Film Review – The Salt of Life
Getting old is hard. Not just because things stop working right or looking as good, but because our lives appear to be set in stone. We are who we are by middle age, and changing that takes a tremendous effort. We start to feel invisible to those around us; people either take us for granted or dismiss us because we don’t show any obvious value. Why fight to be relevant when it is so much easier to get old without staying engaged in the world?
The Salt of Life is the story of Rome resident Gianni (co-writer/director Gianni Di Gregorio); he’s 60ish, with a wife, a live-in daughter, and a demanding mother. Forced to retire at 50, he has fallen into the role of nurturer to the active women surrounding him. He rises early and prepares breakfast for his wife and daughter (and his daughter’s slacker boyfriend), he runs the errands his wife doles out to him, and he’s always walking his dog and that of the young and beautiful neighbor downstairs. He is also at the beck and call of his elderly mother, who will phone him about not feeling well—but when he gets to her place, he finds that she just needs him to fix the television reception. He has become a creature of his routines and is just gliding through the years without any passion.
But Rome is a beautiful city with many lovely women, and they are all catching Gianni’s eye. He begins to realize that even the oldest of men have a little something on the side, and he wishes for a little of that action himself. It is only a daydream until his lawyer friend Alfonso (Alfonso Santagata) tries to convince him that the ladies are ripe for picking by anyone who tries hard enough. Gianni starts to pursue various women, with mildly comedic results.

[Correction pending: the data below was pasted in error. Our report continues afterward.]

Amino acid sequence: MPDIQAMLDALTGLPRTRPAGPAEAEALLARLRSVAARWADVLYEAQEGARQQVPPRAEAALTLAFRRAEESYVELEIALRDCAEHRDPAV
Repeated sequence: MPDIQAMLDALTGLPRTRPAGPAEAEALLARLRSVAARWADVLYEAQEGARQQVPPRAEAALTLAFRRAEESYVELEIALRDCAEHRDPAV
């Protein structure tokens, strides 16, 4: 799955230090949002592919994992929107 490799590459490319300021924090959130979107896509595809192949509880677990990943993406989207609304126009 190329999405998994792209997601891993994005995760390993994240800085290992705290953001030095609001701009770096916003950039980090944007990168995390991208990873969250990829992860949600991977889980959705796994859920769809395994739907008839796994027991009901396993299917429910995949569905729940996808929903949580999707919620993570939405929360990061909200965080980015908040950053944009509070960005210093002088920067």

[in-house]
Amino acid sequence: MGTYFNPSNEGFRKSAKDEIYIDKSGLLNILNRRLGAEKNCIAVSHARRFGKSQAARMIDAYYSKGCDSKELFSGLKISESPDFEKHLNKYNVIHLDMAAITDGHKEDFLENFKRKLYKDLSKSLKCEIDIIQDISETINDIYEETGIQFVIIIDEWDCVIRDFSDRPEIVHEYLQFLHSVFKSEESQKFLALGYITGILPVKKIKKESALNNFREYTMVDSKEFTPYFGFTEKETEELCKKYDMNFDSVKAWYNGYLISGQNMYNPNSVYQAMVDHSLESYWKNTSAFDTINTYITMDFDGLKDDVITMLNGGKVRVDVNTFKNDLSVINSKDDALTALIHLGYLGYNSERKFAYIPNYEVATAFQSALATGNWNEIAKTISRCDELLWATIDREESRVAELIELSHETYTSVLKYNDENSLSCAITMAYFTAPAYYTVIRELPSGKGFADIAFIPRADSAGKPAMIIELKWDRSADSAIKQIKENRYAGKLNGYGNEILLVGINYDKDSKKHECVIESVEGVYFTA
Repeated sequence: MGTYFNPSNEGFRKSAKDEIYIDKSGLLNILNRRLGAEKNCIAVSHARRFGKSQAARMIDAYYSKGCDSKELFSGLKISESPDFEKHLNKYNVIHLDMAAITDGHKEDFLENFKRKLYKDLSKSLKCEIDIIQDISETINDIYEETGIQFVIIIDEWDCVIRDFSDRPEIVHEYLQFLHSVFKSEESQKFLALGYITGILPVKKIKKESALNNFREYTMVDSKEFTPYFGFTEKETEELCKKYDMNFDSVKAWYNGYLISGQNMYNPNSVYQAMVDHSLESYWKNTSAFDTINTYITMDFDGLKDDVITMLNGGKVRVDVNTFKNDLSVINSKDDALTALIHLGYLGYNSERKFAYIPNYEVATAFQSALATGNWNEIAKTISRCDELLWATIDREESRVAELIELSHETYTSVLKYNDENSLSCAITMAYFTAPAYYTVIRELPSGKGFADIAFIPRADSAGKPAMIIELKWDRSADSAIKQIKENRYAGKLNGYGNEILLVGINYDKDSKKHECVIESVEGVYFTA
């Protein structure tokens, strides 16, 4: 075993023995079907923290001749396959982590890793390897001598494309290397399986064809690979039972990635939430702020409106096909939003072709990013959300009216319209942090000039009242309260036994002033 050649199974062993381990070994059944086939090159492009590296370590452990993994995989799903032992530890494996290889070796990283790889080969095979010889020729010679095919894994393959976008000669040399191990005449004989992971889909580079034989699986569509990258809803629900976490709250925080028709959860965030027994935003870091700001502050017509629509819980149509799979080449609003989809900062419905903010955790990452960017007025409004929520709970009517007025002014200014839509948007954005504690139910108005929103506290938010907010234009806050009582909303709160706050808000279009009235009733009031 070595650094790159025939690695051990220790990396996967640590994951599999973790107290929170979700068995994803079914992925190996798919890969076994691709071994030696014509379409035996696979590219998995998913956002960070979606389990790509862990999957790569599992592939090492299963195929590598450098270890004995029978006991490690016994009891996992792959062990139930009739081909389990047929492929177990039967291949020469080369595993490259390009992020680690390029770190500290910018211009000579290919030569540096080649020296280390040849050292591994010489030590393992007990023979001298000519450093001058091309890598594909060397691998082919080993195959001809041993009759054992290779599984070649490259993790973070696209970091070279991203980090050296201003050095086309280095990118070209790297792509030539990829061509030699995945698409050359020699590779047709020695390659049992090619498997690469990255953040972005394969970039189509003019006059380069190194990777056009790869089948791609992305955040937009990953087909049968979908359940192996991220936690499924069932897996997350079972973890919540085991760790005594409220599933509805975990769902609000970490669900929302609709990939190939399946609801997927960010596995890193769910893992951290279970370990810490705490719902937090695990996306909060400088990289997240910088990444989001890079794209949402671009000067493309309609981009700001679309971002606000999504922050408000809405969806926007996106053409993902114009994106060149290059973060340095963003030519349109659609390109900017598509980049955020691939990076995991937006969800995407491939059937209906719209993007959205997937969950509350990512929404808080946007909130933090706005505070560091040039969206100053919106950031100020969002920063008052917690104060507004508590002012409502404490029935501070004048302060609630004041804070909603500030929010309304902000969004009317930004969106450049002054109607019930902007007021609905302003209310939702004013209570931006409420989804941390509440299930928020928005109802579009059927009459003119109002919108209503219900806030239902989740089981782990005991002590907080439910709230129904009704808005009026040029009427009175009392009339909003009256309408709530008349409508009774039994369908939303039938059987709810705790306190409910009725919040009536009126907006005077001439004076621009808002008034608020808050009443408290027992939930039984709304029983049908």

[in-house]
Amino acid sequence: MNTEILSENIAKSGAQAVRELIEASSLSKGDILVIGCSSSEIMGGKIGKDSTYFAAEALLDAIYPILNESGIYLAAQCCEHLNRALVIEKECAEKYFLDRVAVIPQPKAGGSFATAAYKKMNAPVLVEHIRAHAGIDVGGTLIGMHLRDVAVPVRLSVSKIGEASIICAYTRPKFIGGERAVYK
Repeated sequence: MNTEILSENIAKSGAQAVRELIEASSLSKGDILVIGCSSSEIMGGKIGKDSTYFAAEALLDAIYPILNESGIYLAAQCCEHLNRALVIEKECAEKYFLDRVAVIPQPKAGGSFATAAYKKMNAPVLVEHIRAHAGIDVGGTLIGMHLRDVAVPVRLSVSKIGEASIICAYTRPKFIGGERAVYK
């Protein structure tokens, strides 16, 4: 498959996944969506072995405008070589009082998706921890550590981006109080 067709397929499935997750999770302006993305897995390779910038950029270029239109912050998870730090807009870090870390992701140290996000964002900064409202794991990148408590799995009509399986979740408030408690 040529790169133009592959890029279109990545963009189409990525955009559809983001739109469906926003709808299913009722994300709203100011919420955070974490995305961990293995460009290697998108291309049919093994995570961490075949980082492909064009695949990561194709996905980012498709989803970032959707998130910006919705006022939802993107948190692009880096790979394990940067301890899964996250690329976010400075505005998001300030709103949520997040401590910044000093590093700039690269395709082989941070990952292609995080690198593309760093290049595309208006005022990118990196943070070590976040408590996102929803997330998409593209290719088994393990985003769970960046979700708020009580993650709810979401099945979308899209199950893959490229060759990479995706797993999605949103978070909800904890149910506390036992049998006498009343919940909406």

Money is also a recurring theme here. Gianni has a little bit of his pension left, but when that goes he will be dependent on his wife’s earnings, and his mother has ensured that there will be nothing left for him from her estate when she dies. Wooing the ladies takes money, so he goes through what little funds he has left fairly quickly. Scouting out opportunities to score with beautiful women may not only be a way for him to engage with life again, but may also help him feel more like a “man,” since he is supported by his wife.
This is a visually beautiful film. Rome is lovingly portrayed, as are the ladies; most of them are shown at full ripeness, literally overflowing from their blouses. Even Gianni’s mother is dolled up with colorful dresses and a blonde wig. The one exception is his wife, who looks kind of dry. The world in this film is so sensual and attractive, Gianni has no choice but to contemplate engaging with everything around him.
Director/writer/star Di Gregorio has a very light touch—so light, in fact, that this movie is not funny enough to be a comedy and not sad enough to be a tragedy. It just floats along, barely touching upon Gianni’s story, without getting too deep. There is a certain amount of pleasure to be had from this kind of film; it is wonderful to just go along with the story. Everything is pretty, all the characters are somewhat loveable, and a gentle humor permeates every scene.
That being said, this is not my movie. The director’s touch was so light that Gianni held no substance for me. At no point in the movie does he realize that maybe he is invisible to the people around him because he is boring. And he is boring because he never truly engages with anything, except for his mother. Even his attempts to court women are rather passionless and half-hearted. There is no reason why any woman, including his wife, would ever sleep with him; he’s got no spark. As a married lady, I am likely to be unsympathetic to a guy who keeps trying to cheat on his wife, but this is a movie and I am mature enough to be able to set those biases aside; I was bored rather than bothered. I wanted this film to be funnier or sadder, but its middle-of-the-roadness just made me sleepy. (I will admit that there was one dude at the press screening who laughed his ass off. My theory was that he was either just the right age to sympathize or he was totally baked.)
So here is my quandary: there are a lot of good things about The Salt of Life, but I didn’t really enjoy it. I am going to recommend it to a certain audience, however. If you are an adult who likes to look at sun-dappled Italian cities and you don’t require much personal growth or resolution in your characters, then this is the movie for you. It’s enjoyable enough and would be a nice way to spend a rainy afternoon.
Final Grade: B